Regenerative vs. Sustainable Agriculture

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In the past few years, the term ‘regenerative agriculture’ has been popping up in main stream media, featured as conference topics, farming initiatives, and embraced by large food companies such as General Mills and Wrangler Jeans. But what does the term mean? And how is this different than sustainable agriculture?

Currently, no official definition exists and confusion and claims abound with the use of the term. A recent review article in Frontiers in Sustainable Foods Systems brought much of this to light  (Newton et al, 2020). What we can say, in general, is that regenerative agriculture refers to a practice of farming and land use that aims to improve or restore the overall health of the soil, thereby increasing the soil’s capacity to sustain production and provide environmental benefits.

The main focus areas of regenerative agriculture are:

  • Conserve and rehabilitate the food and farming systems
  • Regenerate topsoil
  • Increase biodiversity
  • Improve the water cycle
  • Enhance ecosystem services
  • Support soil carbon storage

Sustainable agriculture, on the other hand, was loosely described in the 1990 Farm Bill as an integrated system of plant and animal production practices with site-specific applications that over the long term sustains economic stability, enhances environmental quality, efficiently utilizes resources, and provides benefits to society while providing food and fiber.

While there are subtle but important differences between sustainable agriculture which seeks to maintain and cease degradation of land, and regenerative agriculture which seeks to restore land, promote soil health, and provide ecosystem services– the general principles are the same. Both focus on building resilience to climate change and bringing strength and vitality to the soil through soil health practices.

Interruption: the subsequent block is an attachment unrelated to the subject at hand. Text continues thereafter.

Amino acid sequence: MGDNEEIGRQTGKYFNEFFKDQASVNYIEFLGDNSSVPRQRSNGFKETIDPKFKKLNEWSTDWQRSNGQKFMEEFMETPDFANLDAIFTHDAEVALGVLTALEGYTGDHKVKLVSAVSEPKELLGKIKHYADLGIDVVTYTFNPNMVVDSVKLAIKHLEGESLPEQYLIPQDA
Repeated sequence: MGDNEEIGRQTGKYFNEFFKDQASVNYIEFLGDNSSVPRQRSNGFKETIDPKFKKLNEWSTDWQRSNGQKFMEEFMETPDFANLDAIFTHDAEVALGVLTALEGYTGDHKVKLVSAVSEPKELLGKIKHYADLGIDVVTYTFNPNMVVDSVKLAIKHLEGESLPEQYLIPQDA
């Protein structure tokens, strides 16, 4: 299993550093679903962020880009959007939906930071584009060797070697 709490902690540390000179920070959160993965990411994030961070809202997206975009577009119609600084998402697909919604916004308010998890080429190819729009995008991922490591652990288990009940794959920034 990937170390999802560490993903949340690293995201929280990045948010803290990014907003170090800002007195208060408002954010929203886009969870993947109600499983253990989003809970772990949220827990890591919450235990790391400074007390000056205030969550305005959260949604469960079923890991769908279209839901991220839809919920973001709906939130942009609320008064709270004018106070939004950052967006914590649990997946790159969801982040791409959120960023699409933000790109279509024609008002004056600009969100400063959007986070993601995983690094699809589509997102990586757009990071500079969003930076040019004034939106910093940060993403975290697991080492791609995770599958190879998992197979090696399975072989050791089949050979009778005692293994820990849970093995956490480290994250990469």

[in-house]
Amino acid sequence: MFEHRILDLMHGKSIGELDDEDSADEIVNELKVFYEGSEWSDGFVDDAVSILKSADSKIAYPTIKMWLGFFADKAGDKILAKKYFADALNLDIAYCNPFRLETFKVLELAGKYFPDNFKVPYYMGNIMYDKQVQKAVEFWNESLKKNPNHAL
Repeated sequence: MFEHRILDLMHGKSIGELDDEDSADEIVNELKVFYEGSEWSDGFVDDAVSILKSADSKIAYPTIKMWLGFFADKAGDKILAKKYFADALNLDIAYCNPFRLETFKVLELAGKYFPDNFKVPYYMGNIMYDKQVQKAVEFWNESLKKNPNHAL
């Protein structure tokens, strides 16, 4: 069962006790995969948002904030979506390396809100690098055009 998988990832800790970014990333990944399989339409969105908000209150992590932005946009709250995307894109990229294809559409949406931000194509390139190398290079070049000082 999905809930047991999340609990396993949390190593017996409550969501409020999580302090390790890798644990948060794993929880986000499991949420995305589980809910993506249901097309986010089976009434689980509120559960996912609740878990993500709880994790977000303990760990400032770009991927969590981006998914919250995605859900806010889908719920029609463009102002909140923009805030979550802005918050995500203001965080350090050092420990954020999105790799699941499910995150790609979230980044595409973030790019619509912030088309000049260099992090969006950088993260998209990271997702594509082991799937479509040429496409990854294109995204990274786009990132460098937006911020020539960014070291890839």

One theme you may have noticed through all of this is that these practices center on the health of the soil. Soil (and water) is paramount to life on this planet.

Many of the production practices recommended under either of these systems are similar.

  • Use of cover crops to improve nutrient management and soil health by fostering a diverse soil microbial community.
  • Reduction of soil disturbance through no-till or conservation tillage practices halt top soil loss and improve drainage.
  • Crop rotation to reduce disease and insect pressure build-up and improved nutrient balance in soil.
  • Implementing precision agriculture practices that reduce inputs which reduces ecological impacts of pesticides and nutrient run-off.
  • Increase organic matter to improve water holding capacity and sequester atmospheric carbon into the soil.